The Tattoo Conundrum – Copyright and Publicity Rights at Crossroads
The history of tattoos is as fascinating as the art form itself; Europeans first saw locals with these permanent tattoos on their bodies while on expeditions to find new countries. These eventually became fashionable in Europe and were later utilized by criminals and the judicial system to mark offenders with tattoos as a means of punishment and humiliation. Later, tattoo became a symbol of freedom of speech, and it is now nearly the rule rather than the exception. Tattoos are, at the end of the day, a piece of art and an expression of the artist, with the canvas being a person’s skin.
Tattooing has been used on people all across the world since the Neolithic period, as shown by mummified preserved skin, archaeological documents, and ancient art. If we look at the history of tattooing in India, we can see that before 1980, permanent tattoos were quite popular in South India, particularly in Tamil Nadu. Permanent tattoos were known as Pachabottu or Pachakuthu in that region of the country. Permanent tattoos are known as Godna in Northern India. Tattoos have long been utilized as cultural markers in India, both among the large tribal community and the broader Hindu population. Many young Indians are getting religious and spiritual tattoos these days.
The first question to ask is whether tattoos are considered creative work under the Copyright Act of 1957 (“Act”). Paintings, sculptures, drawings, engravings, and photos are all considered creative work under Section 2(c) of the Act. Tattoos engraved on human skin (a ‘fixed palpable medium’) meet the Act’s legislative criterion of being an artist’s work. As a result, any artistic creation in India may be copyright protected under Section 13(1) of the Act.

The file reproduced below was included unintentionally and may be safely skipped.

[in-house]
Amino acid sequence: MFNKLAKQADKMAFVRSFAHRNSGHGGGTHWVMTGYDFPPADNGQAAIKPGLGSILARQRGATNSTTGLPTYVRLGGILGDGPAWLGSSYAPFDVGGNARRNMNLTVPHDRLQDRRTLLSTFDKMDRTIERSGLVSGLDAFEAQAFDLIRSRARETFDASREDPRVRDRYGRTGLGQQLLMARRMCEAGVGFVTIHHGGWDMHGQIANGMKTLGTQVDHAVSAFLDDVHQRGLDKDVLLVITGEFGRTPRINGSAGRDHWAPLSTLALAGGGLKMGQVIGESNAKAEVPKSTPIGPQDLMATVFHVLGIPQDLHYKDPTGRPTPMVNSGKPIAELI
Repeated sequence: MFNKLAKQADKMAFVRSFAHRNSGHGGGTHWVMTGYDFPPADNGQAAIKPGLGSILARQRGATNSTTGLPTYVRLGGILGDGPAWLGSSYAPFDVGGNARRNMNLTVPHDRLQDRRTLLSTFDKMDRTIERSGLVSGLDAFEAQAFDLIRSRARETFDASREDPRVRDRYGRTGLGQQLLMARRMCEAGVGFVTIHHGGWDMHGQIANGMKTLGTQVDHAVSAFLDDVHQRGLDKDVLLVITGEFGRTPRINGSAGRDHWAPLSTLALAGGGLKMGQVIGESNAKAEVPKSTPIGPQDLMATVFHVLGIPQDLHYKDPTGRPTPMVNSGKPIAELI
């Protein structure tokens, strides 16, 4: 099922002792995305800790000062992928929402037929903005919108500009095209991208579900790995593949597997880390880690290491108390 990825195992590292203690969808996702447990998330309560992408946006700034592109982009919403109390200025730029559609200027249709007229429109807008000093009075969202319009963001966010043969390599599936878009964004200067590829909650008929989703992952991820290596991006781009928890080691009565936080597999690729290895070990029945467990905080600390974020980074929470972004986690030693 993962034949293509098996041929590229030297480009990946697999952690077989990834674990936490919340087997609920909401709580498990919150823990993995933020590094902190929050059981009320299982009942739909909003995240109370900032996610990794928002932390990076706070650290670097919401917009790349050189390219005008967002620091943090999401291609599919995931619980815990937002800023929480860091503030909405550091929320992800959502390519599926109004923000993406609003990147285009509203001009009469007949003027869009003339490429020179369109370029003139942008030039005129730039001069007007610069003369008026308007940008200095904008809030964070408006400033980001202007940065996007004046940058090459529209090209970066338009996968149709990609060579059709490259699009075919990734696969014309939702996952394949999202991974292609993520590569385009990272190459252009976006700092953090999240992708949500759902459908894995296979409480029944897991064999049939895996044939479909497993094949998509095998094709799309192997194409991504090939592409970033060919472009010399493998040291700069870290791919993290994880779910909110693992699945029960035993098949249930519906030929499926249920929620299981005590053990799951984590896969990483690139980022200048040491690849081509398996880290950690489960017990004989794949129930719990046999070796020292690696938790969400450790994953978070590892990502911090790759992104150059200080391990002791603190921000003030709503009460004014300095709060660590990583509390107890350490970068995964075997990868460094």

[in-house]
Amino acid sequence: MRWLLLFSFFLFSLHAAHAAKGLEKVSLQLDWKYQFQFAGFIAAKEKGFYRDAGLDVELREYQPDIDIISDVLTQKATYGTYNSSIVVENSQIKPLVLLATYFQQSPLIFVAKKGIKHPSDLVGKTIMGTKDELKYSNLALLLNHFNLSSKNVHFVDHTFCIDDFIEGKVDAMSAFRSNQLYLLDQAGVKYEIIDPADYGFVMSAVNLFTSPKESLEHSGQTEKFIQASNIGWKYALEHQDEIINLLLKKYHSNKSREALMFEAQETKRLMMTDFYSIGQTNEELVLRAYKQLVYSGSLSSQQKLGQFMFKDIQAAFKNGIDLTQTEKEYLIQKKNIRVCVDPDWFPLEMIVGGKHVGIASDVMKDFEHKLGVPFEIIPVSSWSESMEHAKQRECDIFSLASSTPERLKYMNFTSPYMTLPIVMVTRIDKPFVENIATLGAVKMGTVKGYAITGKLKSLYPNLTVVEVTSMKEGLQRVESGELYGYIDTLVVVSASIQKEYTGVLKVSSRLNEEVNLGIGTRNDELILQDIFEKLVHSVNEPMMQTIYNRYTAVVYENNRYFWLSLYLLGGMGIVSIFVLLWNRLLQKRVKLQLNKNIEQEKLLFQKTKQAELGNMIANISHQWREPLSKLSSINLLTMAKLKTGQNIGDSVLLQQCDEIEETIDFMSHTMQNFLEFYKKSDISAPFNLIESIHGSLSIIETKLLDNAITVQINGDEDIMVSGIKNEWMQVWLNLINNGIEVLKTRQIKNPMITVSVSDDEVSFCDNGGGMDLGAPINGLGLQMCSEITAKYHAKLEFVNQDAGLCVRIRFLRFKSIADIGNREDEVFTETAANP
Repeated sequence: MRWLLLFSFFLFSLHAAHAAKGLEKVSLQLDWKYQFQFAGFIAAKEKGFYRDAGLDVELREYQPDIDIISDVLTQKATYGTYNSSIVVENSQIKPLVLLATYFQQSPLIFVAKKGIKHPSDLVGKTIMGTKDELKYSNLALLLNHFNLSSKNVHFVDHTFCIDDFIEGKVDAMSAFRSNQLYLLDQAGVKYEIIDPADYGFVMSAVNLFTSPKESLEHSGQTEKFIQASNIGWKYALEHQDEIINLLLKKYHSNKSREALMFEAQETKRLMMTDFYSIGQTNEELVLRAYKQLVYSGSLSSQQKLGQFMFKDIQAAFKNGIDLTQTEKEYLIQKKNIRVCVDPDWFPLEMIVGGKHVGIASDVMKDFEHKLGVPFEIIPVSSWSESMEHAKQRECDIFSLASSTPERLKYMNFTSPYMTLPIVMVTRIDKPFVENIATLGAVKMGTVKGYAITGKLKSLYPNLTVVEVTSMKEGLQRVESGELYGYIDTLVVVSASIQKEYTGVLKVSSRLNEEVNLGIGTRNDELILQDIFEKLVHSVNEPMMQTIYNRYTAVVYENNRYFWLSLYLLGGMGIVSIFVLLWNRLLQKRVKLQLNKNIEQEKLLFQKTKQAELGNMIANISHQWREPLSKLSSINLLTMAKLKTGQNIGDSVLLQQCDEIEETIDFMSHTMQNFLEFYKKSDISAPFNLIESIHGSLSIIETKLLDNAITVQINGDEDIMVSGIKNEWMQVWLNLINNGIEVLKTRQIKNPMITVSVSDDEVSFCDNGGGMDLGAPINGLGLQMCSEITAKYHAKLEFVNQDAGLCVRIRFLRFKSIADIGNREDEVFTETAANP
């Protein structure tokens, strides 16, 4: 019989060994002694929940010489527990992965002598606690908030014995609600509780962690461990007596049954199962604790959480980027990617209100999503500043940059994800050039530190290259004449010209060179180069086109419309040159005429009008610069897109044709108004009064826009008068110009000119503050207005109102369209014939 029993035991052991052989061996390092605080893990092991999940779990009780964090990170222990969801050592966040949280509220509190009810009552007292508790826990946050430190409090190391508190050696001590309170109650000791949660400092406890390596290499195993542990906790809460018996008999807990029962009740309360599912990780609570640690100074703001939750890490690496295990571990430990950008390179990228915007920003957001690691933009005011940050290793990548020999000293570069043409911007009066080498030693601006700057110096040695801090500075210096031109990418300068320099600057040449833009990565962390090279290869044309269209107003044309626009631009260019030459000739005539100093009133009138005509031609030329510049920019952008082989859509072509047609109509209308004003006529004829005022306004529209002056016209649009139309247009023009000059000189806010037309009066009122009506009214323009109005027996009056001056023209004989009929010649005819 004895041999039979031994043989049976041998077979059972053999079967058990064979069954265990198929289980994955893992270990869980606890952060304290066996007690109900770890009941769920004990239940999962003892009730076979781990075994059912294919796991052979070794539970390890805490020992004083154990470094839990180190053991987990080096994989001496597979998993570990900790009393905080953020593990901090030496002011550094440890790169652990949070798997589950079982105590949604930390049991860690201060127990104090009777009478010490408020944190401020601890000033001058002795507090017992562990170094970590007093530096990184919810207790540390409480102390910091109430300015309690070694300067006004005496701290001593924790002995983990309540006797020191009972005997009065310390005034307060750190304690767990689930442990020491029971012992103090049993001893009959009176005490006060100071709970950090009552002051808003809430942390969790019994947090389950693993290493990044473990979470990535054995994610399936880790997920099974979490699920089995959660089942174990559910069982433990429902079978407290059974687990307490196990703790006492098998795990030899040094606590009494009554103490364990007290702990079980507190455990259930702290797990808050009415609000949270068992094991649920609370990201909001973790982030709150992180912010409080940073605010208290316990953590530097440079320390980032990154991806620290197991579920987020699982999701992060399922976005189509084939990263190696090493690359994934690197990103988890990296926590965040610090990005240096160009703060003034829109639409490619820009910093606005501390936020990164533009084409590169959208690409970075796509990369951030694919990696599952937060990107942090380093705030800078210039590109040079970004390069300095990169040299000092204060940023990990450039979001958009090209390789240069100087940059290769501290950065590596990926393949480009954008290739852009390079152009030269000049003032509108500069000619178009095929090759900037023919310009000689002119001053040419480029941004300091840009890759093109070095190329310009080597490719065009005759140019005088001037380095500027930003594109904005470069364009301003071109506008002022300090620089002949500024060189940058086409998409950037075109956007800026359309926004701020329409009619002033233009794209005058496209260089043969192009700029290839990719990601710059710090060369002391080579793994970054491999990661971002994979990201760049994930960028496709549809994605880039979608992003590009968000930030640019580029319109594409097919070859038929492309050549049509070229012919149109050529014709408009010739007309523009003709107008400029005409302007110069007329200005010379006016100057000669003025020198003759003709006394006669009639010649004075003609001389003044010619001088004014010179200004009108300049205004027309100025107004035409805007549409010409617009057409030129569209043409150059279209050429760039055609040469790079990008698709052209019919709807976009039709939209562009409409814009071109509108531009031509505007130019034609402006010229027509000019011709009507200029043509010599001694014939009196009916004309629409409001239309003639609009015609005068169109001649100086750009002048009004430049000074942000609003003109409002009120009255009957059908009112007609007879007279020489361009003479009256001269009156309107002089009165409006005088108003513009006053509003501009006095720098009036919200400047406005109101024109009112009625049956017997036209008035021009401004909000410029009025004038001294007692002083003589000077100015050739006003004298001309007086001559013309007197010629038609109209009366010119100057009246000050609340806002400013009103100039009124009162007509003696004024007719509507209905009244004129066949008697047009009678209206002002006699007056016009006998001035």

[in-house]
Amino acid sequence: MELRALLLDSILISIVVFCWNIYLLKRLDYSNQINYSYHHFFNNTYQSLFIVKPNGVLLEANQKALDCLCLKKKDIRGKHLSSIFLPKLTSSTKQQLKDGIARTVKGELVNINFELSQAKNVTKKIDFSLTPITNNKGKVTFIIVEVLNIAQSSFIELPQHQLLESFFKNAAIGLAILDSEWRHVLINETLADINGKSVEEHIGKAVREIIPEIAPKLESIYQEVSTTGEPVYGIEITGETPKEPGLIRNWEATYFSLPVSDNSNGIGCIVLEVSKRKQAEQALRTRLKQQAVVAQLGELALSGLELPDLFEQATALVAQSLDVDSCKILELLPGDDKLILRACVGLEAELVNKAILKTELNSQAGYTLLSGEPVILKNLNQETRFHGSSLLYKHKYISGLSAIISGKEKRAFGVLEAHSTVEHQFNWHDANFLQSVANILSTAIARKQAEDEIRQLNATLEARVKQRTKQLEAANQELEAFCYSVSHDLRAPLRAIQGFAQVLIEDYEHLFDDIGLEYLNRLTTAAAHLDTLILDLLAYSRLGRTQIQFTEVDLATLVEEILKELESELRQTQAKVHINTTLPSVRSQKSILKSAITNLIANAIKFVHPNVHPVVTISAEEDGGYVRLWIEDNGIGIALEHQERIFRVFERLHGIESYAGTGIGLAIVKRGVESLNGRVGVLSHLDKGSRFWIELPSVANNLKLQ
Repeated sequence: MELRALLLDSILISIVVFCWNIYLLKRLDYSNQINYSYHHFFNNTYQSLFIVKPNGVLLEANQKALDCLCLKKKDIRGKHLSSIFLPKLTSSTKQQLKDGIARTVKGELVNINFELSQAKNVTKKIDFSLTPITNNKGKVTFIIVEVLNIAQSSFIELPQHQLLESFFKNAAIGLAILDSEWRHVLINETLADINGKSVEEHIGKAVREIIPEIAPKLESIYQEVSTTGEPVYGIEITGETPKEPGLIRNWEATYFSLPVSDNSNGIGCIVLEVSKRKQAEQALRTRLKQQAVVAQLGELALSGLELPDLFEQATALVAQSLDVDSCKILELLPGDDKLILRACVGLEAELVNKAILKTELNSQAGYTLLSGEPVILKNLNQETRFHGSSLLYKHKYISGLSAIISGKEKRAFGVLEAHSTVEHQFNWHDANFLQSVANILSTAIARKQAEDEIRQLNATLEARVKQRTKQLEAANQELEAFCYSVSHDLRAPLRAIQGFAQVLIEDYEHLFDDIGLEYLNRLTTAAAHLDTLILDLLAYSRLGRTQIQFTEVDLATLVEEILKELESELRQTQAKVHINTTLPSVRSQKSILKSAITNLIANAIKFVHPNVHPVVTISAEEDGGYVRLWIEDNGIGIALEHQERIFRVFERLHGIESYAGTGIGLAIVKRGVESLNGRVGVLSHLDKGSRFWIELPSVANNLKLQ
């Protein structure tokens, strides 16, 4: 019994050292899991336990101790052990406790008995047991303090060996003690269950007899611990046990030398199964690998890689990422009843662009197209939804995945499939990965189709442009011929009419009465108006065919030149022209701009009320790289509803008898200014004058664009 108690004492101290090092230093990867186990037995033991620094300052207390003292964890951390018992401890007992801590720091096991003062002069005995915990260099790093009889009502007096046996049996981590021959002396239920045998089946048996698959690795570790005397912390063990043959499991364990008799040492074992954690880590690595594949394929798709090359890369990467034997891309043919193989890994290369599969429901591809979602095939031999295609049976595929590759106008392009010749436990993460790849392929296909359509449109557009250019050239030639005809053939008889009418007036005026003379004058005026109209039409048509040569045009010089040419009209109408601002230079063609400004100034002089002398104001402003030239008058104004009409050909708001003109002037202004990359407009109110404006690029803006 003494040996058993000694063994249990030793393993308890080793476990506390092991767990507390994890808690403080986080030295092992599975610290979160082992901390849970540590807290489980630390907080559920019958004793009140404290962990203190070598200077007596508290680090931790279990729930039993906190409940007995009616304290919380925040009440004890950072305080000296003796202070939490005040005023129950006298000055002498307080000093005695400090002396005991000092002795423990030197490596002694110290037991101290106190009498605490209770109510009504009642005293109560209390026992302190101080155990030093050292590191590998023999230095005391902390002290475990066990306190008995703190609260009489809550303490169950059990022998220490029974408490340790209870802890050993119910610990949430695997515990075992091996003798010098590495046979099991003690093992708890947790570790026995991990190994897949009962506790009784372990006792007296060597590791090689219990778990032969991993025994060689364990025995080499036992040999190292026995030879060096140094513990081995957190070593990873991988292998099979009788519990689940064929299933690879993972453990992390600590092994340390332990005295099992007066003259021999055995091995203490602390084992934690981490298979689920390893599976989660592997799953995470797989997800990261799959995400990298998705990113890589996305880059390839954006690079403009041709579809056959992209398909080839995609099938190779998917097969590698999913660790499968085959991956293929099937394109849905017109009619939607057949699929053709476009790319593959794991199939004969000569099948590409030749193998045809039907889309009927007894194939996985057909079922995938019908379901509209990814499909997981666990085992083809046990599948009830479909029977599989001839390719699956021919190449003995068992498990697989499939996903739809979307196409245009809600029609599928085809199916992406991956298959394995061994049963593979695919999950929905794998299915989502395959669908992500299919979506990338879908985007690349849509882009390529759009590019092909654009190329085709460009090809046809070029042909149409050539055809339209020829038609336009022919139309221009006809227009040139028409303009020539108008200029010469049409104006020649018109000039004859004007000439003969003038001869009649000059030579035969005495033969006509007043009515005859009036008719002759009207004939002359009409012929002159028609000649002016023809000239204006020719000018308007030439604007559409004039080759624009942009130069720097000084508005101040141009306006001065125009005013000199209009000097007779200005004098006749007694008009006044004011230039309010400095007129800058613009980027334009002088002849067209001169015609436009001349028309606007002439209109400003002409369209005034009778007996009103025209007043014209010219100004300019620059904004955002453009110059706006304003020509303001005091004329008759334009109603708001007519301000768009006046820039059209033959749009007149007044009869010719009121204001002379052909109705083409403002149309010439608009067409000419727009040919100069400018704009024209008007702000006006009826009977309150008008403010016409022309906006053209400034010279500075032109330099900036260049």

Do you know that the Registrar of Copyright gave Shahrukh Khan the letter “D” in his name for his film Don 2 in 2011? As a result, any tattoo design that demonstrates sufficient originality and is placed on a physical medium can be protected by copyright.
Artistic work is defined as “a painting, a sculpture, a drawing (including a diagram, map, chart, or plan), an engraving, or a photograph, whether or not any such work contains artistic merit,” according to the Indian Copyright Act. In the case of an artistic creation other than a photograph, the author is the artist. Returning to tattoos, they are works of art that resemble a painting, sketch, or engraving. As a result, a tattoo qualifies as an ‘artistic work.’ Unlike in the United States, the Indian Copyright Act makes no reference to a canvas. Publication of the work entails making the work visible, audible, and readable to the general public. As a result, a tattoo is a creative work that is made by the creator and released. As a result, it may be protected by Section 13 of the Copyright Act.
Can Tattoo be copyrighted?
When it comes to copyright ownership, Section 17 of the Act stipulates that the creator of the work is the owner of the copyright. As a result, in the vast majority of cases, the tattoo artist will be the owner of the copyright. Yes, even if the tattoo is on your flesh, the tattoo artist who created it is still the owner.
Despite the fact that India is devoid of lawsuits involving tattoo copyright violation, However, in the case of S. Victor Whitmill v. Warner Bros., a tattoo artist from Missouri sued Warner Bros. for illegal use of Mike Tyson’s tattoo in the film Hangover II. Tyson’s tattoo artist is a USPTO-registered trademark. From the judge’s hearing, it appears that the judge felt that tattoos may be copyrighted. Warner Bros. also claimed that a tattoo was used as a parody, but the Court held that a tattoo portrayed an exact reproduction and so could not be simply labeled a parody as it appeared.